Sure wish I could remember what brand of batting I used on the quilt I finished yesterday, because it felt like I was quilting through cardboard. I can just barely flex my fingers today, so if you see any typos above and beyond my usual quota, there’s my excuse.
(Web surfing’s been extremely entertaining today, to say the least.)
I got all excited last week when I noticed someone had listed a "1965" Breyer Dealer’s Catalog on eBay. Alas, it was only a 1963 with the 1964 inserts:
A true 1965 Dealer’s Catalog is very similar to the 1963, but comes with an extra, bound-in signature, rather than loose insert sheets. Since I have the 1963 and the 1964 inserts, I didn’t pay any more attention to the auction after that. The letter that it came with would have been nice, but I already have two that predate that.
I was doing a little bit of research on some completed listings yesterday, and when I ran across it again, I did a double take on the price. I really wasn’t expecting it to go quite that high: I thought it’d land somewhere in the $200-225 range, not $300+.
It is true that I paid about the same amount of money for my 1963 Catalog with 1964 inserts. However, my lot also came with the Red Bird Sales pages that included the (so far) only known documentation for the original Buckskin Running Mare and Foal. When I bid on that lot way back when, the majority of my money was going towards those extras. The Dealer’s Catalog just happened to be an excellent "comes with."
What was shocking to me about the price on this latest auction is that the 1963 is probably the least rare of the pre-1970 Dealer’s Catalogs. They’re by no means "common," but of all the other known Dealer’s Catalogs, the 1963 is the easiest to obtain - easier than most of the late 1960s, even.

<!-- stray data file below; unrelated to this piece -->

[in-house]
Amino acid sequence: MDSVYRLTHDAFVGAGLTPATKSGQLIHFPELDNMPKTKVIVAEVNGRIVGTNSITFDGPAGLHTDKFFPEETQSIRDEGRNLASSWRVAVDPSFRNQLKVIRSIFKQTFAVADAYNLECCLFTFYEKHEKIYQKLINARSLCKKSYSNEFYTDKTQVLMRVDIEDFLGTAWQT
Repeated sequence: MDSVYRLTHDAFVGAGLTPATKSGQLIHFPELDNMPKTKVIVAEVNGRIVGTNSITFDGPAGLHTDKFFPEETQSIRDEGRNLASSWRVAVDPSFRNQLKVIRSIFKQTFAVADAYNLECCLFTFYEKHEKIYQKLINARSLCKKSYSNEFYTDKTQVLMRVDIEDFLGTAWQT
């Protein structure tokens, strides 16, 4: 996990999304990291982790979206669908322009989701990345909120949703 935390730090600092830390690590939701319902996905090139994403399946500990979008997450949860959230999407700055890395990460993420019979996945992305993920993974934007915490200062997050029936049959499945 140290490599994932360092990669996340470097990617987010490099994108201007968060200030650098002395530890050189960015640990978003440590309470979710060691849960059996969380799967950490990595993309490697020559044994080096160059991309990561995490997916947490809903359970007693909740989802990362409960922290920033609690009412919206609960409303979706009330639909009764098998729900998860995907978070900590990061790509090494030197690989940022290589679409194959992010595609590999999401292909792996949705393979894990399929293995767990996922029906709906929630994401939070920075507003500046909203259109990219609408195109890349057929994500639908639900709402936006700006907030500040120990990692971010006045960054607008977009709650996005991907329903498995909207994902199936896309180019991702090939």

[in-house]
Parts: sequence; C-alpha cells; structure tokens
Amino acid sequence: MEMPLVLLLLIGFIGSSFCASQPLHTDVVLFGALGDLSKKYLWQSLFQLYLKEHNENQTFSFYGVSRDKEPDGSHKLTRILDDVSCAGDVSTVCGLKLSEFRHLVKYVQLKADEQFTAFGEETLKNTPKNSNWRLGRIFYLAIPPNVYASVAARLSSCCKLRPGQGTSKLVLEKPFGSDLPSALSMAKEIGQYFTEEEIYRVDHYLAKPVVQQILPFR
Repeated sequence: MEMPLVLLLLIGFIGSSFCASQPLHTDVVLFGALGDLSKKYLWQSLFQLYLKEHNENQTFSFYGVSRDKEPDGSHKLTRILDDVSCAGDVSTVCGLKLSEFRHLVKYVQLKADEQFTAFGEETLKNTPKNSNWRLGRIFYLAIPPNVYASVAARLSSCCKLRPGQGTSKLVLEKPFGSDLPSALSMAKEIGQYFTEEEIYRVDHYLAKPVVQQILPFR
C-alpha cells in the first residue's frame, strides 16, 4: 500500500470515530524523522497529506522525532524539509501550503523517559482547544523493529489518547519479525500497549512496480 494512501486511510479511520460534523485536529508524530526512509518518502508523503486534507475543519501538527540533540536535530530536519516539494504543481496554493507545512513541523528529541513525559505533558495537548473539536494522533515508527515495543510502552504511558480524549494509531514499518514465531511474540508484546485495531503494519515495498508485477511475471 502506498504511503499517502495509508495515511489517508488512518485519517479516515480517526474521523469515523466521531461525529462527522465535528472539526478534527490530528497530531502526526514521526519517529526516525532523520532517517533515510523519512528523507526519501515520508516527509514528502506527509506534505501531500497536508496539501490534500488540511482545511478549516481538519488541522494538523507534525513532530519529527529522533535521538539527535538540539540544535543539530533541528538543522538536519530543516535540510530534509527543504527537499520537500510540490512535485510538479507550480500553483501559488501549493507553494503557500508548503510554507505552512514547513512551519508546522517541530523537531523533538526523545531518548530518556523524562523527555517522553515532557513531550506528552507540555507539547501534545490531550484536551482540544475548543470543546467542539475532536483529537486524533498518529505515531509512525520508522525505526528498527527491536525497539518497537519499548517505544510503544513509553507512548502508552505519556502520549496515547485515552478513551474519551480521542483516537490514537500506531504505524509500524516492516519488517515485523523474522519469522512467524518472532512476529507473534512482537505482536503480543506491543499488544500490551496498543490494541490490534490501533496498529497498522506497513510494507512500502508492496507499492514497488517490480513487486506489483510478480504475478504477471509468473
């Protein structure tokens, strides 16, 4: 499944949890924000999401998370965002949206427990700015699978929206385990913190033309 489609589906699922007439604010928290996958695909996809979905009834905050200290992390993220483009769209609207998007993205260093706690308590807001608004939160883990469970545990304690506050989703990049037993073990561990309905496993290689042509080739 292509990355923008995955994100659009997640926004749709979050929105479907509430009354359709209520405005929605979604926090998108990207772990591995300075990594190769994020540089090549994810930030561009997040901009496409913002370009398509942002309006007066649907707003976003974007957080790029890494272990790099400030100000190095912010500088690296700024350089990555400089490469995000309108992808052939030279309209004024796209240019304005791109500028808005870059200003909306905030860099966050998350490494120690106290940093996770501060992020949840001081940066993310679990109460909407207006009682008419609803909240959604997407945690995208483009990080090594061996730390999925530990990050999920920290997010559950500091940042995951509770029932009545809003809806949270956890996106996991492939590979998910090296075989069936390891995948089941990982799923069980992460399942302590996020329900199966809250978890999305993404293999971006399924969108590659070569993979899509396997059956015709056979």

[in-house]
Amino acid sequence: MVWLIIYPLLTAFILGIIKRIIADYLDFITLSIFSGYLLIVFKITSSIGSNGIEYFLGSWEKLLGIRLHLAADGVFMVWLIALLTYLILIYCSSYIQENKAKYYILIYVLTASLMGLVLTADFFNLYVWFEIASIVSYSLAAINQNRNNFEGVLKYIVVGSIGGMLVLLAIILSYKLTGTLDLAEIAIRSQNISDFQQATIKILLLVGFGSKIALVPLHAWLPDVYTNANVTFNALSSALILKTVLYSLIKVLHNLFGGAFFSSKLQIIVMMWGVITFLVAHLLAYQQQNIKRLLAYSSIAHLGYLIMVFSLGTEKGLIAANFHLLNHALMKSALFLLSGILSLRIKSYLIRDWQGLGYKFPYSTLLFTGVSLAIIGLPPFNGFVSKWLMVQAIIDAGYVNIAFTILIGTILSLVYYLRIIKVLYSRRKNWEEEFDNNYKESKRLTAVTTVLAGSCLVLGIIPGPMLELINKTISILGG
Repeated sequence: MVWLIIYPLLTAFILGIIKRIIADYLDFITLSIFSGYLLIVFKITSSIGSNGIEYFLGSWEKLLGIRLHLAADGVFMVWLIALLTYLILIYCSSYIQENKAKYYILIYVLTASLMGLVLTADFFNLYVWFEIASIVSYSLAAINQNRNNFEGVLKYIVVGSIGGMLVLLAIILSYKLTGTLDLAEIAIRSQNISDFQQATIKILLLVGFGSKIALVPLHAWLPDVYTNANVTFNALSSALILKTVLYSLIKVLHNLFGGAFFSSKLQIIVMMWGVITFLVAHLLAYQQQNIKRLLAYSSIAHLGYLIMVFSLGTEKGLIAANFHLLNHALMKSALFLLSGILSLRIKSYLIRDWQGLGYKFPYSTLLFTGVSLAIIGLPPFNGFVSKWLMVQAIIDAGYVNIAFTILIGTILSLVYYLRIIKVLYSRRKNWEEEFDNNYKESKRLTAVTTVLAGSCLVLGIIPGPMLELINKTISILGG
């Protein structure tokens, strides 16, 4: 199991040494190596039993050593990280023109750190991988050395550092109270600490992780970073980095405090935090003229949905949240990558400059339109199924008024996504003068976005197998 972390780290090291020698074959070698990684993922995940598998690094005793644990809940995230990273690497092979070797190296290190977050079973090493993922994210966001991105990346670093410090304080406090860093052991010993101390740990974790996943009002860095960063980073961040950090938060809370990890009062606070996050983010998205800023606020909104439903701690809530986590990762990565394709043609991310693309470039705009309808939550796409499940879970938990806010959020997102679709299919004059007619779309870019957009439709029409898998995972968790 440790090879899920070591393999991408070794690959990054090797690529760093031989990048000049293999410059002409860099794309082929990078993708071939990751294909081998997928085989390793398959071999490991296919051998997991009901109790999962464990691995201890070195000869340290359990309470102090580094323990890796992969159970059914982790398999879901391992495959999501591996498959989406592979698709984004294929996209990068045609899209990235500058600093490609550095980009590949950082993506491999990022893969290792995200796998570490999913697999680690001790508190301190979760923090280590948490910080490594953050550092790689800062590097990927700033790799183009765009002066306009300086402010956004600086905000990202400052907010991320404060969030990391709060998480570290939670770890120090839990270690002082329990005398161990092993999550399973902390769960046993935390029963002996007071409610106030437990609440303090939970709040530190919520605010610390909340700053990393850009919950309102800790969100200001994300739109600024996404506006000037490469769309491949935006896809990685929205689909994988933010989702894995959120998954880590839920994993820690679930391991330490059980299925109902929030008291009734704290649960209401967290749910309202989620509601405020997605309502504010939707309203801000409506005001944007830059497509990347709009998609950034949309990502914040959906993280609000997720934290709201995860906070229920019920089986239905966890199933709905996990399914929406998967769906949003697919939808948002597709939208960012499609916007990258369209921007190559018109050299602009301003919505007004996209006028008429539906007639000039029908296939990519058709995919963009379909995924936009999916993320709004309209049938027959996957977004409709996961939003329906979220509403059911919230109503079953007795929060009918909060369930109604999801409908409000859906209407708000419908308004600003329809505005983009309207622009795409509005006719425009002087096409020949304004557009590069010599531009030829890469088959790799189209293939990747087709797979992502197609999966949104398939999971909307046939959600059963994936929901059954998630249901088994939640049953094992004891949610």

I think that is because I think Breyer printed up way more of them than they did of any of the other early Dealer’s Catalogs.
But why, and to what end?
I suspect that Breyer blew a big wad of cash on the 1963 catalog in an effort to upgrade the image of the brand in the eyes of retail buyers. It was clearly designed to do more than just sell specific products to existing buyers: it’s 16 pages, and in full color. Most of Breyer’s PR materials prior were either smaller in scale, or made limited use of color printing.
In some respects, I think it might have also served double duty as Breyer’s first "Collector’s Manual." It wouldn’t surprise me if Breyer had kept a few cases of this Dealer’s Catalog in the offices to mail out to all the kids that were writing to them back then. My 1963 Catalog came in a lot with a similar letter to a prospective collector, too.
It’s still a very, very good thing to have in anyone’s reference collection, but dang, I sure hope that price is not a harbinger of future ephemera auctions to come.